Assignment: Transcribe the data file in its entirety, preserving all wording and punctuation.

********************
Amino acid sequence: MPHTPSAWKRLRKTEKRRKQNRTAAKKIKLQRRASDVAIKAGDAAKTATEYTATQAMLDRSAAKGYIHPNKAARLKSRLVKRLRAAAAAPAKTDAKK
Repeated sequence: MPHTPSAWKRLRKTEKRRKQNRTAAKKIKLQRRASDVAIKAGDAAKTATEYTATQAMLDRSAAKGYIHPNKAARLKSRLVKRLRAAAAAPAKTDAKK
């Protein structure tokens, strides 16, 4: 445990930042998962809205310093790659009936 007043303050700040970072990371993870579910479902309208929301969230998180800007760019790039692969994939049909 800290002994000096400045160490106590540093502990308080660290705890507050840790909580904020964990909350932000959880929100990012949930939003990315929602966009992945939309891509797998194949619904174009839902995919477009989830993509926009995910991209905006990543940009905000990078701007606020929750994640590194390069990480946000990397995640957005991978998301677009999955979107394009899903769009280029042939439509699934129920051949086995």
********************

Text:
Amino acid sequence: MPHTPSAWKRLRKTEKRRKQNRTAAKKIKLQRRASDVAIKAGDAAKTATEYTATQAMLDRSAAKGYIHPNKAARLKSRLVKRLRAAAAAPAKTDAKK
Repeated sequence: MPHTPSAWKRLRKTEKRRKQNRTAAKKIKLQRRASDVAIKAGDAAKTATEYTATQAMLDRSAAKGYIHPNKAARLKSRLVKRLRAAAAAPAKTDAKK
């Protein structure tokens, strides 16, 4: 445990930042998962809205310093790659009936 007043303050700040970072990371993870579910479902309208929301969230998180800007760019790039692969994939049909 800290002994000096400045160490106590540093502990308080660290705890507050840790909580904020964990909350932000959880929100990012949930939003990315929602966009992945939309891509797998194949619904174009839902995919477009989830993509926009995910991209905006990543940009905000990078701007606020929750994640590194390069990480946000990397995640957005991978998301677009999955979107394009899903769009280029042939439509699934129920051949086995």